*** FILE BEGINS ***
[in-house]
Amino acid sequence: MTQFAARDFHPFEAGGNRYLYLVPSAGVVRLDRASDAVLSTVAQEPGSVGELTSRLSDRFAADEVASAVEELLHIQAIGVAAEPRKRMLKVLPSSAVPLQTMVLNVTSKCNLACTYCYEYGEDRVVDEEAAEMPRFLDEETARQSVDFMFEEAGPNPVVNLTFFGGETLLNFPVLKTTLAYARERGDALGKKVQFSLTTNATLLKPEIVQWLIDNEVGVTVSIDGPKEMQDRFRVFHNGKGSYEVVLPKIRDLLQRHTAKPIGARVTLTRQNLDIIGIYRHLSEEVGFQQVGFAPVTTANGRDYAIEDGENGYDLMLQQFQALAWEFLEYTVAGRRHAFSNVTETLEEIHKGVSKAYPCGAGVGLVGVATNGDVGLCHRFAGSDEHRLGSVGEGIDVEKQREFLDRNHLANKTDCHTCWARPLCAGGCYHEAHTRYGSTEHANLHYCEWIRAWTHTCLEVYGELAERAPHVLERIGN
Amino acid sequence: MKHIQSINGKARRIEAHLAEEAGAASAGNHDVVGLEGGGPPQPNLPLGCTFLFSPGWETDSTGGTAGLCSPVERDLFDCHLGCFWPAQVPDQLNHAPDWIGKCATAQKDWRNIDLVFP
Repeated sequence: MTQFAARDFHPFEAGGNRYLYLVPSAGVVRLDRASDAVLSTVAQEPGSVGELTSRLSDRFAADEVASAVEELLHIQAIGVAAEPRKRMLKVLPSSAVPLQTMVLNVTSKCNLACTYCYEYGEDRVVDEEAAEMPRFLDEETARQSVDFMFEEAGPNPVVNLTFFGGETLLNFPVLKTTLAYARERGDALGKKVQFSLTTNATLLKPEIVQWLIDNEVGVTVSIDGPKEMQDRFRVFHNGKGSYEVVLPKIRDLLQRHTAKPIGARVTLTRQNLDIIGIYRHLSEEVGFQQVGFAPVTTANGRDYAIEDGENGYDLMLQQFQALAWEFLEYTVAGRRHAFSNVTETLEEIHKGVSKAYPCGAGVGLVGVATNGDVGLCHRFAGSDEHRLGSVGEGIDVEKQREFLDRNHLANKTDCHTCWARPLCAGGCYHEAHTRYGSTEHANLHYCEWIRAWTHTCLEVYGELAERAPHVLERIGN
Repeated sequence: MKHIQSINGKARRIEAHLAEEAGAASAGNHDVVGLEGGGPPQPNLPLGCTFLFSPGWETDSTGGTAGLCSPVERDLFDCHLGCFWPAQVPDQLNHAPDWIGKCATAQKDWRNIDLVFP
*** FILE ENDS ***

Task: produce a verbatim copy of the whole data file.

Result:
[in-house]
Amino acid sequence: MTQFAARDFHPFEAGGNRYLYLVPSAGVVRLDRASDAVLSTVAQEPGSVGELTSRLSDRFAADEVASAVEELLHIQAIGVAAEPRKRMLKVLPSSAVPLQTMVLNVTSKCNLACTYCYEYGEDRVVDEEAAEMPRFLDEETARQSVDFMFEEAGPNPVVNLTFFGGETLLNFPVLKTTLAYARERGDALGKKVQFSLTTNATLLKPEIVQWLIDNEVGVTVSIDGPKEMQDRFRVFHNGKGSYEVVLPKIRDLLQRHTAKPIGARVTLTRQNLDIIGIYRHLSEEVGFQQVGFAPVTTANGRDYAIEDGENGYDLMLQQFQALAWEFLEYTVAGRRHAFSNVTETLEEIHKGVSKAYPCGAGVGLVGVATNGDVGLCHRFAGSDEHRLGSVGEGIDVEKQREFLDRNHLANKTDCHTCWARPLCAGGCYHEAHTRYGSTEHANLHYCEWIRAWTHTCLEVYGELAERAPHVLERIGN
Amino acid sequence: MKHIQSINGKARRIEAHLAEEAGAASAGNHDVVGLEGGGPPQPNLPLGCTFLFSPGWETDSTGGTAGLCSPVERDLFDCHLGCFWPAQVPDQLNHAPDWIGKCATAQKDWRNIDLVFP
Repeated sequence: MTQFAARDFHPFEAGGNRYLYLVPSAGVVRLDRASDAVLSTVAQEPGSVGELTSRLSDRFAADEVASAVEELLHIQAIGVAAEPRKRMLKVLPSSAVPLQTMVLNVTSKCNLACTYCYEYGEDRVVDEEAAEMPRFLDEETARQSVDFMFEEAGPNPVVNLTFFGGETLLNFPVLKTTLAYARERGDALGKKVQFSLTTNATLLKPEIVQWLIDNEVGVTVSIDGPKEMQDRFRVFHNGKGSYEVVLPKIRDLLQRHTAKPIGARVTLTRQNLDIIGIYRHLSEEVGFQQVGFAPVTTANGRDYAIEDGENGYDLMLQQFQALAWEFLEYTVAGRRHAFSNVTETLEEIHKGVSKAYPCGAGVGLVGVATNGDVGLCHRFAGSDEHRLGSVGEGIDVEKQREFLDRNHLANKTDCHTCWARPLCAGGCYHEAHTRYGSTEHANLHYCEWIRAWTHTCLEVYGELAERAPHVLERIGN
Repeated sequence: MKHIQSINGKARRIEAHLAEEAGAASAGNHDVVGLEGGGPPQPNLPLGCTFLFSPGWETDSTGGTAGLCSPVERDLFDCHLGCFWPAQVPDQLNHAPDWIGKCATAQKDWRNIDLVFP